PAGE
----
The Muslim foster care case first reported in The Times has prompted harsh criticism of the choices made by journalists when investigating complaints about poor social work practice. I make no comment on the writing, front page positioning, headline or the intentions behind the initial article in The Times. But the problems raised by what the media cannot report when investigating issues that may have gone wrong for children in care are perfectly illustrated by the toxic fallout from this story. A highly respected journalist and a national newspaper have had their reputations shredded, and are unable to fully defend themselves.

A Guardian leader column in the days following stated that the first thing a rookie journalist learns is to get all sides of the story. This is absolutely true: reporting only some of the facts can be misleading. We need to strive our hardest to be fair and balanced as well as accurate in all our reporting.

But the lack of transparency in family law cases means we are now in a situation where abuses of some of the most intrusive powers the state has – to remove children from their families, sometimes forever – are illegal to report, even in the public interest, even if you do have the facts. And at that point, being fair and balanced, as well as accurate, becomes very hard indeed.

Family cases are heard in private in order to protect the children involved. In most cases, journalists are allowed into family courts, though unlike in criminal courts, we are not allowed to give the public a detailed account of the evidence given, or anything else that goes on in front of the judge. We can gather the facts that emerge in court, but we can’t report them.

In trying to dig deeper however, we’re stymied. Journalists can’t balance allegations of poor social work practice with the stated views of the local authority involved when there is a reflexive refusal to give any information at all – unless it is dragged, kicking and screaming in the glare of publicity – from the children’s services department involved.

I’d argue that a strict adherence to the “no comment” position is unhelpful in terms of enabling the public to understand social work practice – and nor is it always necessary. For a start, it is possible to give a journalist you trust an off the record, non-reportable briefing. But in some cases carefully considered information could be placed in the public domain without it having any realistic possibility of identifying the child concerned.

It’s worth observing that “no comment” from a government body is generally not seen as fatal to reporting on an important issue of public interest – plenty of journalism runs with the inclusion of the line “x declined our invitation for interview” without it prompting accusations of bias or lack of balance. But in care cases, the refusal of the authorities to engage creates extra difficulties, not only for the reader but for the journalist, too.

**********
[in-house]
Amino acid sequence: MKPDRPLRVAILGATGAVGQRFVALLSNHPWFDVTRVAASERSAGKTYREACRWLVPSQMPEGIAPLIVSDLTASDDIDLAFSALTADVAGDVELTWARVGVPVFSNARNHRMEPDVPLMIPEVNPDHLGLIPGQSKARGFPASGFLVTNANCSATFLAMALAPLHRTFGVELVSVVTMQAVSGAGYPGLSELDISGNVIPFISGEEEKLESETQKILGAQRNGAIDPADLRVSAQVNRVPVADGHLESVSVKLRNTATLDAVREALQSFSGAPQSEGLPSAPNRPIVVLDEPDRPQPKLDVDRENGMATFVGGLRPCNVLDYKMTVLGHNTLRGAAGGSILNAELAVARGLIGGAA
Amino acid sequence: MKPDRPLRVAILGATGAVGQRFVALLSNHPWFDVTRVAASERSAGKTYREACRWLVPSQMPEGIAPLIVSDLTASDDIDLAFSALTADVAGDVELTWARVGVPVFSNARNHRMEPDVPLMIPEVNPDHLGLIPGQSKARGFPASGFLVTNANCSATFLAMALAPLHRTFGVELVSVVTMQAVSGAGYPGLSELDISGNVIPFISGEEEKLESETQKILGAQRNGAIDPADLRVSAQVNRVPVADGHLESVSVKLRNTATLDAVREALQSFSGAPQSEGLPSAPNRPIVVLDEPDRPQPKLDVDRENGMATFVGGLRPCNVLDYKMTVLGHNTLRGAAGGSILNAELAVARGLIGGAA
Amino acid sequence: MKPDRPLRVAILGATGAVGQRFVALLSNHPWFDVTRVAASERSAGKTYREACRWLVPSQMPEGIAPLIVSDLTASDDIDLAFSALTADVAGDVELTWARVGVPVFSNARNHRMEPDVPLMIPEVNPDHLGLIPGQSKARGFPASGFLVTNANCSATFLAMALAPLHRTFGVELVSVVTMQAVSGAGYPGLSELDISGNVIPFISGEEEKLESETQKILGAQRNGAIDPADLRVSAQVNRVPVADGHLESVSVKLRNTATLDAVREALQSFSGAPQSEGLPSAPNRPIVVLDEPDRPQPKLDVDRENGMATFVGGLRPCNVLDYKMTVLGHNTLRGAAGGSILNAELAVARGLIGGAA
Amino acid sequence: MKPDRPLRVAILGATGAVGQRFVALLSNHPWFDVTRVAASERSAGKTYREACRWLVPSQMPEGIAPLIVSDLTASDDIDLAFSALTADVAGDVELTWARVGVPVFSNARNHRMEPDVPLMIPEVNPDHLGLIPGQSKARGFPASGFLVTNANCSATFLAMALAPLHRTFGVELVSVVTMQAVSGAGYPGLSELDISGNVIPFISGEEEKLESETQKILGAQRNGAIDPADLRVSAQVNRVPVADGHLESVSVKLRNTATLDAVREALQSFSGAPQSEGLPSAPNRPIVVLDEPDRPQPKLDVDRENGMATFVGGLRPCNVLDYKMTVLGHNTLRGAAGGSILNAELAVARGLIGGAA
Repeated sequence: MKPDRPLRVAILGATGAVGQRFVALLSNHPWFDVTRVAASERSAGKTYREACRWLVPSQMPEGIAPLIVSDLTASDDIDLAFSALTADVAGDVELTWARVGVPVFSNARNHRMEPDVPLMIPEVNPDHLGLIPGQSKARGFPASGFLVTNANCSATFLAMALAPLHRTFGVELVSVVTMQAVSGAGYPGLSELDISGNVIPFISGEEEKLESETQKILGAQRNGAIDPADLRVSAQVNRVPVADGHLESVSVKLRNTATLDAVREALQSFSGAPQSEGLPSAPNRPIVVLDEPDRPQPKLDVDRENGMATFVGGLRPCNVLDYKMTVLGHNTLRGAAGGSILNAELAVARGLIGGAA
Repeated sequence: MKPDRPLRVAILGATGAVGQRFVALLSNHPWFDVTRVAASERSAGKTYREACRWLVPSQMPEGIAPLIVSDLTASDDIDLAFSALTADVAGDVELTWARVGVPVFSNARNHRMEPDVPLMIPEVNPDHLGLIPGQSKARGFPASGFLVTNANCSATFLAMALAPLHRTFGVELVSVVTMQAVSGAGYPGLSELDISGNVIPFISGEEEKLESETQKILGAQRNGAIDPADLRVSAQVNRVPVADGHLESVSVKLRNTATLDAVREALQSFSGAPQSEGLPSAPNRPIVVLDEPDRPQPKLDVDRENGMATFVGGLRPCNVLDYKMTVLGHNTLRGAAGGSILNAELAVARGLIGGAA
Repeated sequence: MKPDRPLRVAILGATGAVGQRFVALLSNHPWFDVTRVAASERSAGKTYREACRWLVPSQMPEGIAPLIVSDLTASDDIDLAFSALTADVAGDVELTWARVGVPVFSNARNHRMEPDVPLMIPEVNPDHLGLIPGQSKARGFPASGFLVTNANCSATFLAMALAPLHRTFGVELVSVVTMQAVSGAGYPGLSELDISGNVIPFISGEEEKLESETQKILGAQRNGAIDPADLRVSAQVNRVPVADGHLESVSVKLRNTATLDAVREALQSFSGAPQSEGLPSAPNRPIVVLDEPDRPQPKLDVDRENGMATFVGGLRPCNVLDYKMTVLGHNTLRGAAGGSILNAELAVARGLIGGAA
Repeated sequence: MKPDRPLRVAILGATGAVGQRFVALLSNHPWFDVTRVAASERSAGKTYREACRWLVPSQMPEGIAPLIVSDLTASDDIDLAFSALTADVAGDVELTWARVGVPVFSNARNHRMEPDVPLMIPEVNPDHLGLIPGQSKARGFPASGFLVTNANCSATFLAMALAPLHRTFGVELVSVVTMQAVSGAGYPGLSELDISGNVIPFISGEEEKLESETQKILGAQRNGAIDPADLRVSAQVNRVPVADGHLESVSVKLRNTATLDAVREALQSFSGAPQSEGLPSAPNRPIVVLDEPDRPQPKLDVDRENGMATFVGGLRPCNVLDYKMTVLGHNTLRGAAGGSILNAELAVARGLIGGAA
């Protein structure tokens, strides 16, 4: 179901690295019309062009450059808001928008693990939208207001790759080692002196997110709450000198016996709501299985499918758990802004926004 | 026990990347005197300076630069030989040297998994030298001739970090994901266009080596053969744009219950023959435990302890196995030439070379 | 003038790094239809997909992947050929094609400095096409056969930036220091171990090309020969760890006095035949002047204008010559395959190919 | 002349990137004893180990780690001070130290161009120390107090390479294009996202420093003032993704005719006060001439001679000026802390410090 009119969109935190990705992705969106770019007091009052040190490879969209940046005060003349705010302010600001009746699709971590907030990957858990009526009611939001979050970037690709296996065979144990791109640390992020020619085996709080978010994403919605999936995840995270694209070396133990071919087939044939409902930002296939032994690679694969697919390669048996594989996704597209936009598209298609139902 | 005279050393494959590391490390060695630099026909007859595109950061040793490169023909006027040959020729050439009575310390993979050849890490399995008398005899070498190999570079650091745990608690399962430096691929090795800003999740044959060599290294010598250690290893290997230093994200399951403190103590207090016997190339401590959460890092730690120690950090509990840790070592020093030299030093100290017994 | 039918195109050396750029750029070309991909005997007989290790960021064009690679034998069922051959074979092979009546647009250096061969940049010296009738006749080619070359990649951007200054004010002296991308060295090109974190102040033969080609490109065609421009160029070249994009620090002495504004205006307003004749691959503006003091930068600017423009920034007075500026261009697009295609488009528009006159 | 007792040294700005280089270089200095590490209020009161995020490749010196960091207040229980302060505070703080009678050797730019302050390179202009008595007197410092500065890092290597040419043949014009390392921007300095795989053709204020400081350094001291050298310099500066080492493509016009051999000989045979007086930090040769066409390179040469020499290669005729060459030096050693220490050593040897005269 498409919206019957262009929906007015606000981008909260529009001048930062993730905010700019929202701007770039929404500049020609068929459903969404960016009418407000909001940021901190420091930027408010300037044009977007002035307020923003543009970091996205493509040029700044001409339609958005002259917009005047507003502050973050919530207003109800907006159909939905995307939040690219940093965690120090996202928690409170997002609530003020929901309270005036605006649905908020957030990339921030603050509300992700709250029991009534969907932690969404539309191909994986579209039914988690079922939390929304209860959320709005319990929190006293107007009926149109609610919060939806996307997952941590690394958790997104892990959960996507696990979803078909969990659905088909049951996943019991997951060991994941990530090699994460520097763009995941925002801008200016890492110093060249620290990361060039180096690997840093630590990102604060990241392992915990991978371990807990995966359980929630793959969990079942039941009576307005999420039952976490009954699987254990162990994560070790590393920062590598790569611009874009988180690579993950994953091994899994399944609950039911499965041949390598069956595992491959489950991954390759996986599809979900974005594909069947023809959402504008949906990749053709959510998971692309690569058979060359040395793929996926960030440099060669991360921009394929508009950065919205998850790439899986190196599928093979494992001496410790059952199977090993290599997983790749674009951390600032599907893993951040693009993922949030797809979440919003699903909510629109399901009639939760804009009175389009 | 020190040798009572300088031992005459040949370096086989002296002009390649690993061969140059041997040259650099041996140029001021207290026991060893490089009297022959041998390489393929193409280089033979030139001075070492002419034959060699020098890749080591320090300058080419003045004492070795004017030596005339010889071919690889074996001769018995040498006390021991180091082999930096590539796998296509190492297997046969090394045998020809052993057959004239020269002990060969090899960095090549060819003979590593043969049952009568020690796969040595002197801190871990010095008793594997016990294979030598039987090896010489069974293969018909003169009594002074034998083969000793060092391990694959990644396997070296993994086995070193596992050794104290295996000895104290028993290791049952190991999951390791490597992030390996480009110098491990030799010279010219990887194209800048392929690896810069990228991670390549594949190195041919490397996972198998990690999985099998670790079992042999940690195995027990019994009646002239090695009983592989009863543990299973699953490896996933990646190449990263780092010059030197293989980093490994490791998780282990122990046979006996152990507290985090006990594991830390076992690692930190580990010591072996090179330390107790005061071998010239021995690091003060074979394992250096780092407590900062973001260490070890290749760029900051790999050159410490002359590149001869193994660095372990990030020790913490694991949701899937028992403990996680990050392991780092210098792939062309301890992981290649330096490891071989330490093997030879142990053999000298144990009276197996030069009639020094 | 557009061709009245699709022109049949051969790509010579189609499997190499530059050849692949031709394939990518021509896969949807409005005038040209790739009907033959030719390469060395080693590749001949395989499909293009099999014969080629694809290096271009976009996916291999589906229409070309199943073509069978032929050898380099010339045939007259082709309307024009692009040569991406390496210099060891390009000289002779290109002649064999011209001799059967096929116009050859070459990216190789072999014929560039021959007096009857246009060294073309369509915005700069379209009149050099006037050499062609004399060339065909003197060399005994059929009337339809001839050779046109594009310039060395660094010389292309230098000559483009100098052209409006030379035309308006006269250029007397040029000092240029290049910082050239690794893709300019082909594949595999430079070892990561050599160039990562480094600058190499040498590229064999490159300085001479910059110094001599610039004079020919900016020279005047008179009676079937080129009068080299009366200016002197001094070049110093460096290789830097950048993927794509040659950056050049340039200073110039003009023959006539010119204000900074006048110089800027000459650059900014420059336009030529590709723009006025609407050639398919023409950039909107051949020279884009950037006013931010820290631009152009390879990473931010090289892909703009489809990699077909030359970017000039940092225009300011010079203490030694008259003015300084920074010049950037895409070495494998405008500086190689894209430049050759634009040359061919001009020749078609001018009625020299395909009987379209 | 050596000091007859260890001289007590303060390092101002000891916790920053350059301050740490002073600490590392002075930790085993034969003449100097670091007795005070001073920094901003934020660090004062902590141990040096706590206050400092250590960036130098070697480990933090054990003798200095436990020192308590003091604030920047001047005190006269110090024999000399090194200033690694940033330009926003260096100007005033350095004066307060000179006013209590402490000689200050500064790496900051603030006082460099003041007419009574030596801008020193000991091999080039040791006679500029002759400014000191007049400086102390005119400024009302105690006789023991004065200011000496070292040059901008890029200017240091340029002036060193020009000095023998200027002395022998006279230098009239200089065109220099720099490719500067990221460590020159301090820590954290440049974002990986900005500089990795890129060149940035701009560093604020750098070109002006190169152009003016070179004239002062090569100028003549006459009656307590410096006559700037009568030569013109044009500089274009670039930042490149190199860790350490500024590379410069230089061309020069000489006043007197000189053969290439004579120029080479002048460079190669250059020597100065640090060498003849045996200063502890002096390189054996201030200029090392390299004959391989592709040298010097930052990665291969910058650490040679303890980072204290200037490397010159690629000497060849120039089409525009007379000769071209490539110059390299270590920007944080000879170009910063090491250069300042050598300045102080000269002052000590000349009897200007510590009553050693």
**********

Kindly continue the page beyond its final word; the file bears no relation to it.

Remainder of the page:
In an inevitably complex care case that often involves parents who are desperate, angry and scared, having no access to alternative perspectives on the situation means there’s little chance for a reporter to extend their own understanding of what has gone on, or come to a judgement as to what weight to give the accounts put forward by the various people and agencies involved.

It’s important to state that no responsible journalist or media outlet wants to identify and possibly harm an already vulnerable child. The loss of trust in public interest journalism if anyone did so would be immense, and rightly so.

But now we come to the ethical dilemma – what do we do? Never investigate or report on care cases? I fear that they are already mostly put in the “too hard, too risky, too expensive” box. I know that’s where I often put them. People email me all the time about awful things they say have happened to their children when social services have got involved.  But I know that precisely because I’m concerned that reporting restrictions mean I won’t be able to get enough of the picture, I’ve not followed up on stories that I sensed could have been important.

So in the wake of the Muslim foster care case reporting, there’s a serious question for journalists who believe it’s important to scrutinise government when it intervenes in family life. Do we attempt to investigate the actions of state agents who sometimes deal with families very badly, even unlawfully, while accepting that we cannot give readers as complete a picture we would like? If we do, we risk being professionally crucified for being partial and inaccurate.

Do we say that because it is impossible to balance our reporting, we won’t follow up on stories that seem plausible, and so don’t hold the state to account?

Or do we work with the thoughtful people in social services, the courts and family rights organisations to find a way of responsibly reporting what really goes on in society’s name in the family courts? It will be difficult, but with creativity, goodwill and commitment to ensure that children stay safe, I think we can get to a place where there is more transparency, rather than less.

A shorter version of this piece was published in the National Union of Journalists magazine The Journalist.

Louise Tickle is a member of The Transparency Project group and a freelance journalist. Other posts by The Transparency Project team on this case can be found here.

Feature Pic is of the author.